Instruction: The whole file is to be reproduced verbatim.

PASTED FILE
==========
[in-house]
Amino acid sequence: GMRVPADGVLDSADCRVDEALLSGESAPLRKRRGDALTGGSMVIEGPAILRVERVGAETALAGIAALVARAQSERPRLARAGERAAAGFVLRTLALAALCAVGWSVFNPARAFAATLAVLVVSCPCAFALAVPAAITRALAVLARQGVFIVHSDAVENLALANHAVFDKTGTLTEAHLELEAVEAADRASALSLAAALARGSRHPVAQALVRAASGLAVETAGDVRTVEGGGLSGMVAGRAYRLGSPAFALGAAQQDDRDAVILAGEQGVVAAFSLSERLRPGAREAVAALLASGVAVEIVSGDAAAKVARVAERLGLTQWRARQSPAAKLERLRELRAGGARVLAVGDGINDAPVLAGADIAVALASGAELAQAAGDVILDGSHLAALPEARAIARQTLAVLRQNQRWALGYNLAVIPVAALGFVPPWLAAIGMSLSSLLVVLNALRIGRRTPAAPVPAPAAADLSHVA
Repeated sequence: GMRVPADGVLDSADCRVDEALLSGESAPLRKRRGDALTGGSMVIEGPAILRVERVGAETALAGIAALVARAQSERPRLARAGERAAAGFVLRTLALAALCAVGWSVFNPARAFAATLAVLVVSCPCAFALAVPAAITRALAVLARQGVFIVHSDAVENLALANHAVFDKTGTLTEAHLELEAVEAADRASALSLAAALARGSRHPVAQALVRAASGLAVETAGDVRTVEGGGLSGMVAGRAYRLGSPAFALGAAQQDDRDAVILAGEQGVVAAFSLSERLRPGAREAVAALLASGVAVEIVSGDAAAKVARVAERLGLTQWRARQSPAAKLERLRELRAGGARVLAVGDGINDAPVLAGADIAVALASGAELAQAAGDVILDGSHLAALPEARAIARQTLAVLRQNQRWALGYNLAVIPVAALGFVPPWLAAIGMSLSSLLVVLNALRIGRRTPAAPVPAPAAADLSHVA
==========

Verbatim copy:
[in-house]
Amino acid sequence: GMRVPADGVLDSADCRVDEALLSGESAPLRKRRGDALTGGSMVIEGPAILRVERVGAETALAGIAALVARAQSERPRLARAGERAAAGFVLRTLALAALCAVGWSVFNPARAFAATLAVLVVSCPCAFALAVPAAITRALAVLARQGVFIVHSDAVENLALANHAVFDKTGTLTEAHLELEAVEAADRASALSLAAALARGSRHPVAQALVRAASGLAVETAGDVRTVEGGGLSGMVAGRAYRLGSPAFALGAAQQDDRDAVILAGEQGVVAAFSLSERLRPGAREAVAALLASGVAVEIVSGDAAAKVARVAERLGLTQWRARQSPAAKLERLRELRAGGARVLAVGDGINDAPVLAGADIAVALASGAELAQAAGDVILDGSHLAALPEARAIARQTLAVLRQNQRWALGYNLAVIPVAALGFVPPWLAAIGMSLSSLLVVLNALRIGRRTPAAPVPAPAAADLSHVA
Repeated sequence: GMRVPADGVLDSADCRVDEALLSGESAPLRKRRGDALTGGSMVIEGPAILRVERVGAETALAGIAALVARAQSERPRLARAGERAAAGFVLRTLALAALCAVGWSVFNPARAFAATLAVLVVSCPCAFALAVPAAITRALAVLARQGVFIVHSDAVENLALANHAVFDKTGTLTEAHLELEAVEAADRASALSLAAALARGSRHPVAQALVRAASGLAVETAGDVRTVEGGGLSGMVAGRAYRLGSPAFALGAAQQDDRDAVILAGEQGVVAAFSLSERLRPGAREAVAALLASGVAVEIVSGDAAAKVARVAERLGLTQWRARQSPAAKLERLRELRAGGARVLAVGDGINDAPVLAGADIAVALASGAELAQAAGDVILDGSHLAALPEARAIARQTLAVLRQNQRWALGYNLAVIPVAALGFVPPWLAAIGMSLSSLLVVLNALRIGRRTPAAPVPAPAAADLSHVA